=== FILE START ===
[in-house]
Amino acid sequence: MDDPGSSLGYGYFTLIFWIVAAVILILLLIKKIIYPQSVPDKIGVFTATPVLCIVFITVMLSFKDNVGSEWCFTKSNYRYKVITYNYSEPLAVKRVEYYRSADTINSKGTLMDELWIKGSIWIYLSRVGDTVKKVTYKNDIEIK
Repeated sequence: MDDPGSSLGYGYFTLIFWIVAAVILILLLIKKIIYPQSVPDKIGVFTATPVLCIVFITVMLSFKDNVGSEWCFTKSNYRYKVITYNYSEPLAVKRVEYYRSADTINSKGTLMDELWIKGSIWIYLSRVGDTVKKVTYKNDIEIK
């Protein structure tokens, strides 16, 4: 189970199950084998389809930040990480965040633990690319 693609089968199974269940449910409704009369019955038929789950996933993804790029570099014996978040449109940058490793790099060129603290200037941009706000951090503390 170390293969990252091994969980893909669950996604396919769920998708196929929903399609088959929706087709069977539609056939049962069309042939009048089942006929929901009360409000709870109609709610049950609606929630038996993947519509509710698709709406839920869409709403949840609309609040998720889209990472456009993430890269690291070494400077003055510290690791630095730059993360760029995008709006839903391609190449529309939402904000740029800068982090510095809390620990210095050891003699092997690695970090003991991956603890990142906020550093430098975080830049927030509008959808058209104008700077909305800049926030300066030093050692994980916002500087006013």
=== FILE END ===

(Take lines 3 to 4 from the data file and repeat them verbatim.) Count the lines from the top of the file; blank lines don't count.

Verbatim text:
Repeated sequence: MDDPGSSLGYGYFTLIFWIVAAVILILLLIKKIIYPQSVPDKIGVFTATPVLCIVFITVMLSFKDNVGSEWCFTKSNYRYKVITYNYSEPLAVKRVEYYRSADTINSKGTLMDELWIKGSIWIYLSRVGDTVKKVTYKNDIEIK
């Protein structure tokens, strides 16, 4: 189970199950084998389809930040990480965040633990690319 693609089968199974269940449910409704009369019955038929789950996933993804790029570099014996978040449109940058490793790099060129603290200037941009706000951090503390 170390293969990252091994969980893909669950996604396919769920998708196929929903399609088959929706087709069977539609056939049962069309042939009048089942006929929901009360409000709870109609709610049950609606929630038996993947519509509710698709709406839920869409709403949840609309609040998720889209990472456009993430890269690291070494400077003055510290690791630095730059993360760029995008709006839903391609190449529309939402904000740029800068982090510095809390620990210095050891003699092997690695970090003991991956603890990142906020550093430098975080830049927030509008959808058209104008700077909305800049926030300066030093050692994980916002500087006013």